Prosociality, International Law and Humanitarian Intervention
Forthcoming in "International Law’s Invisible Frames – Social Cognition and Knowledge Production in International Legal Processes" (Andrea Bianchi & Moshe Hirsch eds., Oxford University Press, 2021).
Hebrew University of Jerusalem International Law Forum Working Series [10-20]
20 Pages Posted: 9 Nov 2020 Last revised: 17 Dec 2020
Date Written: October 2, 2020
A significant insight of behavioral economics and social psychology, well-established through experimental research, is that actors often display “social preferences”, other-regarding or non-self-interested motivations and choices in their decision-making. Contrary to the assumptions of rational choice theory, people may have only ‘bounded selfishness’ in the decisions they make, caring not only about their own payoffs, but also about those of others and their communities. This chapter provides a broad and tentative framework for engaging with the questions associated with the relevance of the study of prosciality to international law, surveying the field and discussing the levels of analysis problem that inheres in any shift from individual psychology to the behavior of corporate actors such as states. To illuminate this research potential, the chapter focuses on one area in which the perspective of prosociality may enrich the discussion of a contested issue in international law and the problems such a perspective raises, namely humanitarian intervention. How can motivation and personality – the two main variables related to prosociality – be understood with respect to international actors? Is the ‘bystander effect’ prevalent in international relations? Which other areas of international law bear analytical relation to prosociality? And can (or should) the design of international law encourage prosociality by states and other international actors?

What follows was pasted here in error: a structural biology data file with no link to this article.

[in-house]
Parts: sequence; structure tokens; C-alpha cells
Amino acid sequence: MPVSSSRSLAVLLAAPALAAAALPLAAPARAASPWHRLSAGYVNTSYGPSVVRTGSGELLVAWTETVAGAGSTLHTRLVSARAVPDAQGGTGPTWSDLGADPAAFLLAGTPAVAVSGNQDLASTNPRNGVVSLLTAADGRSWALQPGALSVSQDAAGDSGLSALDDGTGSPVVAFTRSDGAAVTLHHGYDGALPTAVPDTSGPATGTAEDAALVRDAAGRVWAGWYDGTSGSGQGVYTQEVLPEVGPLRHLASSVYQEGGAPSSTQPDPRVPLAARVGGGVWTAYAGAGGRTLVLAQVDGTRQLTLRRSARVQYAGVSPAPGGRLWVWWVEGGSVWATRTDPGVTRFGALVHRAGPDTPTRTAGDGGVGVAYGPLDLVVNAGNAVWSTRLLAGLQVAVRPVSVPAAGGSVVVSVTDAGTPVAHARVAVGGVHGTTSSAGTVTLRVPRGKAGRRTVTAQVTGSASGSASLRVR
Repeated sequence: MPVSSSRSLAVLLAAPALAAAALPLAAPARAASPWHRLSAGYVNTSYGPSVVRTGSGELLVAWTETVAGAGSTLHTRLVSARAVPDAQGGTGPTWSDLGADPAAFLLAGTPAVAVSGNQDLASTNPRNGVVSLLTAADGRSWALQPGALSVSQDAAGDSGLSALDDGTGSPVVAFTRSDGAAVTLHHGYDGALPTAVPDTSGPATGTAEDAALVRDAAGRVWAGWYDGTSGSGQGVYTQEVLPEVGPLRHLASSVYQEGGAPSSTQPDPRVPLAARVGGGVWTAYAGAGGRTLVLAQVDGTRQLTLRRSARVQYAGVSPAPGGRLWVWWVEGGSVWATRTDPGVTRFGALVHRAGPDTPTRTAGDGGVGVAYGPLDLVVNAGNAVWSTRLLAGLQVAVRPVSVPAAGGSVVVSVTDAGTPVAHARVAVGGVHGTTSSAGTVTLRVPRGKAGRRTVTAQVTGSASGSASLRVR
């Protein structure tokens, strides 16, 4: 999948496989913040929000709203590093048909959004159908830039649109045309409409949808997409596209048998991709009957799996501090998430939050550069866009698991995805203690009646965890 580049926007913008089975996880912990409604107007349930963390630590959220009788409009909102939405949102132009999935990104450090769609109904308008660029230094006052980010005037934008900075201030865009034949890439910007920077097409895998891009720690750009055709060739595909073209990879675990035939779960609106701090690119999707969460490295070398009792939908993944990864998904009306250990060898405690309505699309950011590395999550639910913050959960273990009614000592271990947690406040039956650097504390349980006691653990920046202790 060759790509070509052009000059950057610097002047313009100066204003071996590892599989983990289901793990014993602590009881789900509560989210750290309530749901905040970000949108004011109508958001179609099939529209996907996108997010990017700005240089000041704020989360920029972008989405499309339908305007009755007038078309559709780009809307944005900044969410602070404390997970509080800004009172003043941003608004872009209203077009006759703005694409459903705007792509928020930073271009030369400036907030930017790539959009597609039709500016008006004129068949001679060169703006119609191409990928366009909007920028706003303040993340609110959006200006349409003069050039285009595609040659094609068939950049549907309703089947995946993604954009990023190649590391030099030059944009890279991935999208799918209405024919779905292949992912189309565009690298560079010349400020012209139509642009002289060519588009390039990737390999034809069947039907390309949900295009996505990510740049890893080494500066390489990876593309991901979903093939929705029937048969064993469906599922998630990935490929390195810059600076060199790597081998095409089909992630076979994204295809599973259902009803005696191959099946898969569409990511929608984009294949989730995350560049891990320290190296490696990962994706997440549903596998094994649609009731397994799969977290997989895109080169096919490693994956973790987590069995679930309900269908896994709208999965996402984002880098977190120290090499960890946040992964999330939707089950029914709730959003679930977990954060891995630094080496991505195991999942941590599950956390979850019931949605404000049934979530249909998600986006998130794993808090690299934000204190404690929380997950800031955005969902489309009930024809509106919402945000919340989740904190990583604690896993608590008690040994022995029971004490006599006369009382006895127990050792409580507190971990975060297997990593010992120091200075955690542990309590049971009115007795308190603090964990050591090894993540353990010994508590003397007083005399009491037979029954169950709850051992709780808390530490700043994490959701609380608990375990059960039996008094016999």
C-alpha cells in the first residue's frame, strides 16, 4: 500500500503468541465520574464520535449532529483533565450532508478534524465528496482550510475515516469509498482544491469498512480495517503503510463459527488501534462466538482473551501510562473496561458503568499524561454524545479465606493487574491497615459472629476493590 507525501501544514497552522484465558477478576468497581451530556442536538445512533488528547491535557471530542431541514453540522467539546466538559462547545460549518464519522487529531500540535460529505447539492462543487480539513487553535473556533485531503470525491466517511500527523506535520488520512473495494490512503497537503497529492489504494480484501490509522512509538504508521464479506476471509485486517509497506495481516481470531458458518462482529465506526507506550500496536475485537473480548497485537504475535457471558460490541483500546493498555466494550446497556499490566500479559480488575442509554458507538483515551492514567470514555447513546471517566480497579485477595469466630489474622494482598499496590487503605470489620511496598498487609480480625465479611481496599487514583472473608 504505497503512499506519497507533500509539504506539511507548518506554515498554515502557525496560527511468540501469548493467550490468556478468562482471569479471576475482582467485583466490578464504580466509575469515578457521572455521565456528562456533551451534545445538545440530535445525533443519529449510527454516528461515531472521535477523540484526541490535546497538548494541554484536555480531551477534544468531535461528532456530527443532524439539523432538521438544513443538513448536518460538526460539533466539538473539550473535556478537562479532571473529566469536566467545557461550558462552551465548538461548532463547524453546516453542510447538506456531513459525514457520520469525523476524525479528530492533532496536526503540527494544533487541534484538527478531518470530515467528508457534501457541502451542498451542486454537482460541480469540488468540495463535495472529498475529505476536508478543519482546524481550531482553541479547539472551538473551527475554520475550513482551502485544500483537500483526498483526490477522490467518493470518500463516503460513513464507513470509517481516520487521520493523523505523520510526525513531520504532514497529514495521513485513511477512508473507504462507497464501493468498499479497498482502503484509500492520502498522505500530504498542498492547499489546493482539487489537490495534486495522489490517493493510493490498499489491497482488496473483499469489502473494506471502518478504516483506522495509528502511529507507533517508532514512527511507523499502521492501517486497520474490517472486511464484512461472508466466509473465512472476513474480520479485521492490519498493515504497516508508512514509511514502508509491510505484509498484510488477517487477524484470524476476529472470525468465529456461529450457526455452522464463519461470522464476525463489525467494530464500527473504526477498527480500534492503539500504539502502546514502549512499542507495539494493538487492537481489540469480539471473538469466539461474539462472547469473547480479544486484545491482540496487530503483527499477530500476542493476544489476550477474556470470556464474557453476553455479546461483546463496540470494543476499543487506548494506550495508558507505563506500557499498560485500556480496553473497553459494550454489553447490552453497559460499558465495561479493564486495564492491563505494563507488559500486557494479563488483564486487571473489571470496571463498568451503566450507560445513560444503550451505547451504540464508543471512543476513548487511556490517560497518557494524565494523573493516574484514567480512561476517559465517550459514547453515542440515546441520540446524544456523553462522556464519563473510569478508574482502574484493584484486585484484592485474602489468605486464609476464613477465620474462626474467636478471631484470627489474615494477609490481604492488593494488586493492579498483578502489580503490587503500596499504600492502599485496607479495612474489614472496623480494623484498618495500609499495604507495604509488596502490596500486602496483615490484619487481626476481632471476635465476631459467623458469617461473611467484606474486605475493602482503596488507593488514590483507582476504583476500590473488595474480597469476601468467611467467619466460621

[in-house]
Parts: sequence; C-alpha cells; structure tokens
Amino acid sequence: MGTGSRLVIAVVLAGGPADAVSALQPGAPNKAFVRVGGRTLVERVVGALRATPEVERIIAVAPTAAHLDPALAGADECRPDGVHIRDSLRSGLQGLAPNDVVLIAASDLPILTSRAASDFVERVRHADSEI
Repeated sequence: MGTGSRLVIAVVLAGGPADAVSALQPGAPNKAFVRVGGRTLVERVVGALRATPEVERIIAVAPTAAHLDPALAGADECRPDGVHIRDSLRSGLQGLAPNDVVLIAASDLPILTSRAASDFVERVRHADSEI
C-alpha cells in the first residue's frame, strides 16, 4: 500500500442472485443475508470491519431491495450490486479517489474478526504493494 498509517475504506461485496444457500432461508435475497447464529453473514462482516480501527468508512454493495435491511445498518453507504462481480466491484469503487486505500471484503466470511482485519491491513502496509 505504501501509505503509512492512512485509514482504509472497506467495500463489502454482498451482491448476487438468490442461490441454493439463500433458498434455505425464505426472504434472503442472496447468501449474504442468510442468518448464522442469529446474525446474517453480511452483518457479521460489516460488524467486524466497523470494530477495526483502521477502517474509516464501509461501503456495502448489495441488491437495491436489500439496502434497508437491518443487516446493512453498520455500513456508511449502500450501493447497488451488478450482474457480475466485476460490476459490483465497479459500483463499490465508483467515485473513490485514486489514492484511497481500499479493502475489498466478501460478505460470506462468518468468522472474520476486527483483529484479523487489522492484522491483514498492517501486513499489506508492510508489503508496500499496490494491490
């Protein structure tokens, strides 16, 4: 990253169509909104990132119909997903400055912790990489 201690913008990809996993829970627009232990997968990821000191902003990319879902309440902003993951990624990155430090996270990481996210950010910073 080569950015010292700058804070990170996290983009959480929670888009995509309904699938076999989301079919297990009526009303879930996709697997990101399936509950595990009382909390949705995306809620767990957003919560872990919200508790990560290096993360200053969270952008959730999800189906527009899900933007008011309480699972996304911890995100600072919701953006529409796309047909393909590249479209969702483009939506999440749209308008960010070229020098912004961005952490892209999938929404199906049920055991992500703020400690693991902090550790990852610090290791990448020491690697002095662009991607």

Keywords: prosociality, bounded rationality, bounded self-interest, humanitarian intervention, responsibility to protect, bystander effect
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